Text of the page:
The New Economics Foundation ‘festival’, 'The Bigger Picture' this weekend lived up to its name, with literally thousands of people queuing for hours to get into the Bargehouse on the SouthBank, to the point that sessions transferred outside. I was speaking with Stacy Mitchell, American author of ‘Big Box Swindle’, in a session called ‘Tales of how it turned out right: How communities in the US fought back and won.’ Much of Ground Control is based on the premise that we have imported one divisive American policy towards the city after another so how is it that Stacy Mitchell was asked to speak about how it turned out right? To my surprise, a key theme which emerged while I was writing the book is just how much more engaged Americans are with what is happening to their cities. Stacy talked about how local business alliances of independent shops were successfully working against the ‘Walmart economy’ to change federal government planning policy. She also talked of the success of local campaigns such as ‘Keep Portland independent’ and ‘Keep Austin weird’. In contrast to UK trends, 400 new independent bookshops have opened in the US over the last five years. Although American trends towards private government, gated communities and high security are so much more advanced than ours in many ways their federal structure offers more opportunities to revive local democracy.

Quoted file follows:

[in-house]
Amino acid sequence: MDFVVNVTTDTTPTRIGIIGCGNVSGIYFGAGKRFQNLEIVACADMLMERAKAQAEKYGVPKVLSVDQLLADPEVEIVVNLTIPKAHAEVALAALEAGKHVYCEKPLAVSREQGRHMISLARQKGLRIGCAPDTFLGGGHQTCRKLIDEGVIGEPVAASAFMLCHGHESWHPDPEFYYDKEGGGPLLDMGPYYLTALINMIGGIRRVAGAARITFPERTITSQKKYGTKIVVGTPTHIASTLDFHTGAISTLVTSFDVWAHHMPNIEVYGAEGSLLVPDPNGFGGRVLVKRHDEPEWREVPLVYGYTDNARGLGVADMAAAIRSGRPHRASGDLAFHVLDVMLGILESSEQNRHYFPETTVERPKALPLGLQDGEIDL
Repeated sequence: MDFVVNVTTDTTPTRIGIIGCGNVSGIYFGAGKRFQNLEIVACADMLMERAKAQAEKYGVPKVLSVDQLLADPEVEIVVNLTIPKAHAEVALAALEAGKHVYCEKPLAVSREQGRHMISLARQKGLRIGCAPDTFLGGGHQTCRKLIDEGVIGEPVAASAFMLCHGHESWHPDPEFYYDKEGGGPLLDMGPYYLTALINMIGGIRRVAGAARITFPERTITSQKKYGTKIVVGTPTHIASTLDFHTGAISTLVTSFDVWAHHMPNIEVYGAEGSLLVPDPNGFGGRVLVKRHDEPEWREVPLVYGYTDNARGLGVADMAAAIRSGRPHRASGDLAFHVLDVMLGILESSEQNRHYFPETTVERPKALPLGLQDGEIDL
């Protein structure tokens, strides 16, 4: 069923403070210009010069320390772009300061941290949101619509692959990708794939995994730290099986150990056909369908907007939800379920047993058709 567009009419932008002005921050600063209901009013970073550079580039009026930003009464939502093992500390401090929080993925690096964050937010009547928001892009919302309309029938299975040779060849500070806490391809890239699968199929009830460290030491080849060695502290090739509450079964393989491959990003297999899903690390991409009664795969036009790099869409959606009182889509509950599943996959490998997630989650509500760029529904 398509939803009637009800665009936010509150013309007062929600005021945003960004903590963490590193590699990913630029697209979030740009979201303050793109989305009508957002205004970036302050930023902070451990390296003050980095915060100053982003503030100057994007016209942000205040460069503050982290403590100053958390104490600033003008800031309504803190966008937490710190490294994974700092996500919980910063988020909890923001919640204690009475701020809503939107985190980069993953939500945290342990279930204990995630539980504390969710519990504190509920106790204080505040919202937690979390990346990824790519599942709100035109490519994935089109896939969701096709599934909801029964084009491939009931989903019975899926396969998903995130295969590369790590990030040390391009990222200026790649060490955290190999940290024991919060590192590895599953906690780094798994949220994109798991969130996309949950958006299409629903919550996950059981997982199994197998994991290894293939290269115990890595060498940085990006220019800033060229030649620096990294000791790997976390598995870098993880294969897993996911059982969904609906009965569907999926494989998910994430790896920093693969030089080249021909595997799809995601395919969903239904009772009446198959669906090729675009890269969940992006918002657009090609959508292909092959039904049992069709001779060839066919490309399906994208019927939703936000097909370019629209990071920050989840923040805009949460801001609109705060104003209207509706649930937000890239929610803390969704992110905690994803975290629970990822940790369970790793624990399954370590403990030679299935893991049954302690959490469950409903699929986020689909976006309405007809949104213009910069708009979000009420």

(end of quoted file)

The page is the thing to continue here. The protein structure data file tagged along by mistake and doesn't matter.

The structure of the day – and the Bargehouse - was that people wandered from one packed session to another. Oliver James, speaking with Stewart Wallis about the myth of progress, described the atmosphere as akin to a 60s protest. For the thousands who attended, the idea of a politically apathetic voting public couldn’t be further from the truth.